Talk 653.
1st April, 1939
Some teachers who attended the Teachers’ Guild meeting in the town
came on a visit to the hall. One of them asked Sri Bhagavan: “I seem
to be wandering in a forest because I do not find the way.”
M.: This idea of being in a forest must go. It is such ideas which are
at the root of the trouble.
D.: But I do not find the way.
M.: Where is the forest and where is the way unless they are in you?
You are as you are and yet you speak of a forest and ways.
D.: But I am obliged to move in society.
M.: Society is also an idea similar to that of the forest.
D.: I leave my home and go and mix in society.
M.: Who does it?
D.: The body moves and does all.
M.: Quite so. Now that you identify yourself with the body you feel
the trouble. The trouble is in your mind. You think that you are the
body or that you are the mind. But there are occasions when you

are free from both. For example in deep slumber, you create a body
and a world in your dream. That represents your mental activities.
In your waking state you think that you are the body and then the
idea of forest and the rest arise.
Now, consider the situation. You are an unchanging and continuous
being who remains in all these states which are constantly changing
and therefore transient. But you are always there. It follows that these
fleeting objects are mere phenomena which appear on your being like
pictures which move across a screen. The screen does not move when
the picture moves. Similarly, you do not move from where you are
even when the body leaves the home and mixes in society.
Your body, the society, the forest and the ways are all in you; you are
not in them. You are the body also but not this body only. If you remain
as your pure Self, the body and its movements need not affect you.
D.: This can be realised only by the Grace of the master. I was reading
Sri Bhagavata; it says that Bliss can be had only by the dust of the
Master’s feet. I pray for Grace.
M.: What is Bliss but your own being? You are not apart from Being
which is the same as Bliss. You are now thinking that you are the
mind or the body which are both changing and transient. But you
are unchanging and eternal. That is what you should know.
D.: It is darkness and I am ignorant.
M.: This ignorance must go. Again, who says ‘I am ignorant’? He must
be the witness of ignorance. That is what you are. Socrates said, “I
know that I do not know.” Can it be ignorance? It is wisdom.
D.: Why then do I feel unhappy when I am in Vellore and feel peace
in Your Presence?
M.: Can this feeling in this place be Bliss? When you leave the place
you say you are unhappy. Therefore this peace is not permanent, nay
it is mixed with unhappiness which is felt in another place. Therefore
you cannot find Bliss in places and in periods of time. It must be
permanent in order that it may be useful. Such permanent being is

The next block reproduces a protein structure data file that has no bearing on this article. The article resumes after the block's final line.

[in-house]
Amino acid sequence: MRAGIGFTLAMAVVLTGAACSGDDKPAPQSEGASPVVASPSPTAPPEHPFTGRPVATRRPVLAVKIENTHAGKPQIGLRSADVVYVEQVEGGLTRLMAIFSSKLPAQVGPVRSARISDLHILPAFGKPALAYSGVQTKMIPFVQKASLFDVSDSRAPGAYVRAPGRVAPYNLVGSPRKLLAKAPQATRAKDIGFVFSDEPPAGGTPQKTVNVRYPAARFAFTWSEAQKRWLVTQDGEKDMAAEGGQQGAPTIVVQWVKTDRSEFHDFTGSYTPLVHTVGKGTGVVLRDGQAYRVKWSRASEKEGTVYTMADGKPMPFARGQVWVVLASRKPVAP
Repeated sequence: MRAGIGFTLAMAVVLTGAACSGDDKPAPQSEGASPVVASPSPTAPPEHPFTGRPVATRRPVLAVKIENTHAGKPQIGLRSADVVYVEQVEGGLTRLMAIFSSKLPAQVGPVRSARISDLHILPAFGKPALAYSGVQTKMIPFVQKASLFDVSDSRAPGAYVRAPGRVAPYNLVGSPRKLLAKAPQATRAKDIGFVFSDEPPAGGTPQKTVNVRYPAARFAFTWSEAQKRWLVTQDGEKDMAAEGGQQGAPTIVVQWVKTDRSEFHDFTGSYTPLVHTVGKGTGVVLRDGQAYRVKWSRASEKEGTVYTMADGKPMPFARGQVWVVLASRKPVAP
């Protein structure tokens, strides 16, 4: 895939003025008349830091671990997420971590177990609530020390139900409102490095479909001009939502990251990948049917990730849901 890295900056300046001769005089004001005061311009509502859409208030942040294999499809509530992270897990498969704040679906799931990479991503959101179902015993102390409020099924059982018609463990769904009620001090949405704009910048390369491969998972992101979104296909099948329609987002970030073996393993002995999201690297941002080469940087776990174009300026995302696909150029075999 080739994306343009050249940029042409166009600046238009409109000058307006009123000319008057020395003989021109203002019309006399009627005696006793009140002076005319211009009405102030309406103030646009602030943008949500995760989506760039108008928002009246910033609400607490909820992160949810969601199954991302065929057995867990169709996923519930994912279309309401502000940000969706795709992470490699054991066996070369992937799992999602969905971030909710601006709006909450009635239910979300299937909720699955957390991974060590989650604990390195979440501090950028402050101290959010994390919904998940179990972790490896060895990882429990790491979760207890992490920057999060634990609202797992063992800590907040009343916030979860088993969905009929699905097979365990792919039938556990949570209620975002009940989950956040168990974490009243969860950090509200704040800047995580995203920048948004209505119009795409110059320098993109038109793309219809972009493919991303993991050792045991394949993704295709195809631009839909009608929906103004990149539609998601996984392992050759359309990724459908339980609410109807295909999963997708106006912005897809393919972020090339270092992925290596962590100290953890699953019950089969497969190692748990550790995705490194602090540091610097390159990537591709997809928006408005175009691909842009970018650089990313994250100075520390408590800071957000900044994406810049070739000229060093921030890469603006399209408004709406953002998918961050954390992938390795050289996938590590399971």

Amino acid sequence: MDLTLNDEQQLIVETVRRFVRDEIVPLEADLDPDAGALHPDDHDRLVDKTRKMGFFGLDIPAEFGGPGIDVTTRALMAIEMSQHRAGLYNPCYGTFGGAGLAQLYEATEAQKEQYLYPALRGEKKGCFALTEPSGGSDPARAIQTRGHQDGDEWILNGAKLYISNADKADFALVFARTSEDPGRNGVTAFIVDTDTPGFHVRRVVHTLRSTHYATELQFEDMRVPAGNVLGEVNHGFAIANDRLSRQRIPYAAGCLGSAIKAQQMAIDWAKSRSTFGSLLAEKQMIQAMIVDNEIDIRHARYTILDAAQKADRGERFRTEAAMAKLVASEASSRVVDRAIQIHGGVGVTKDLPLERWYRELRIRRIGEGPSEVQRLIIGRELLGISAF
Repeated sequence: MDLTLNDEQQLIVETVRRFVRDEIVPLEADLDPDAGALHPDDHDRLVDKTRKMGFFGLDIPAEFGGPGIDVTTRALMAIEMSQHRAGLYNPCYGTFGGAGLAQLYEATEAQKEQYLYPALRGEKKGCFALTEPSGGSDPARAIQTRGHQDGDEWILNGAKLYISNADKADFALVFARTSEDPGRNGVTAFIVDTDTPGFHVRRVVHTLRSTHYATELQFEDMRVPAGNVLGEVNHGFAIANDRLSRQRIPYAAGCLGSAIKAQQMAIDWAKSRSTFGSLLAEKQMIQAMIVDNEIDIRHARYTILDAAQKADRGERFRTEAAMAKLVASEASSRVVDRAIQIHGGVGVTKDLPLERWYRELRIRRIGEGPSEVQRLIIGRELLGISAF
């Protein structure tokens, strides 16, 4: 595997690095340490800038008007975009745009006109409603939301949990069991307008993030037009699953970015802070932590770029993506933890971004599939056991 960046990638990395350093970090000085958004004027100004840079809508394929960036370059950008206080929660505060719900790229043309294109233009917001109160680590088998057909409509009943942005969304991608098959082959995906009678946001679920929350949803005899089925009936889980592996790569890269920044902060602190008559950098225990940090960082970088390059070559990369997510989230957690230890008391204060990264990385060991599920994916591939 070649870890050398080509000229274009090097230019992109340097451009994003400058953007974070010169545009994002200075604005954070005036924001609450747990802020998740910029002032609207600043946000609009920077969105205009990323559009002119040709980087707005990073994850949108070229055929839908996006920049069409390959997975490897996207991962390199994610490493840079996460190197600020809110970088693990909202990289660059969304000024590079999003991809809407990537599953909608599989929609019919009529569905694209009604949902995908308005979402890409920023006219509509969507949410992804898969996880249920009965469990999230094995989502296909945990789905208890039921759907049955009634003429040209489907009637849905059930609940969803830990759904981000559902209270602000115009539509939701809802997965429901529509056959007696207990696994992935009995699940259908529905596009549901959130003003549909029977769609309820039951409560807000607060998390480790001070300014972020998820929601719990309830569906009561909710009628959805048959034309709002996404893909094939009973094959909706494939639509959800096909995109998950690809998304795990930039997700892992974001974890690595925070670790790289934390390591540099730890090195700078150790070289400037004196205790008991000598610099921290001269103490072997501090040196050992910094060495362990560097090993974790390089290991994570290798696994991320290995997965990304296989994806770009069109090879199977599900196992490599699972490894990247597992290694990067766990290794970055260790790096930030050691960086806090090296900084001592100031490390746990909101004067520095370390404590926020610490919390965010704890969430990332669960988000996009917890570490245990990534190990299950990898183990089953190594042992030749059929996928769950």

yourself. Be the Self and that is Bliss. You are always That.
You say that you left Vellore, travelled in the train, arrived in
Tiruvannamalai, entered the hall and found happiness. When you

go back you are not happy in Vellore. Now, do you really move
from place to place? Even considering you to be the body, the
body sits in a cart at the gate of the home, the cart moves on to the
railway station. Then it gets into a railway carriage which speeds
on from Vellore to Tiruvannamalai. There it gets into another cart
which brings the body here. Yet when you are asked, you say that
you travelled all the way from Vellore. Your body remains where
it was and all the places went past it.
Such ideas are due to the false identity which is so deep-rooted.
Another asked: Should we understand the world as transient (anitya)?
M.: Why so? Because you are now considering it to be permanent
(nitya) the Scriptures tell you that it is not so in order to wean
you from wrong ideas. This should be done by knowing yourself
to be eternal (nitya) and not by branding the world as transitory
D.: We are told to practise indifference (udasina) which is possible
only if the world is unreal.
M.: Yes. Oudasinyam abhipsitam. Indifference is advised. But what
is it? It is absence of love and hatred. When you realise the Self
on which these phenomena pass, will you love or hate them? That
is the meaning of indifference.
D.: That will lead to want of interest in our work. Should we do our
duty or not?
M.: Yes - certainly. Even if you try not to do your duty you will be
perforce obliged to do it. Let the body complete the task for which
it came into being.
Sri Krishna also says in the Gita, whether Arjuna liked it or not he
would be forced to fight. When there is work to be done by you,
you cannot keep away; nor can you continue to do a thing when
you are not required to do it, that is to say, when the work allotted
to you has been done. In short, the work will go on and you must
take your share in it - the share which is allotted to you.
D.: How is it to be done?
M.: Like an actor playing his part in a drama - free from love or hatred.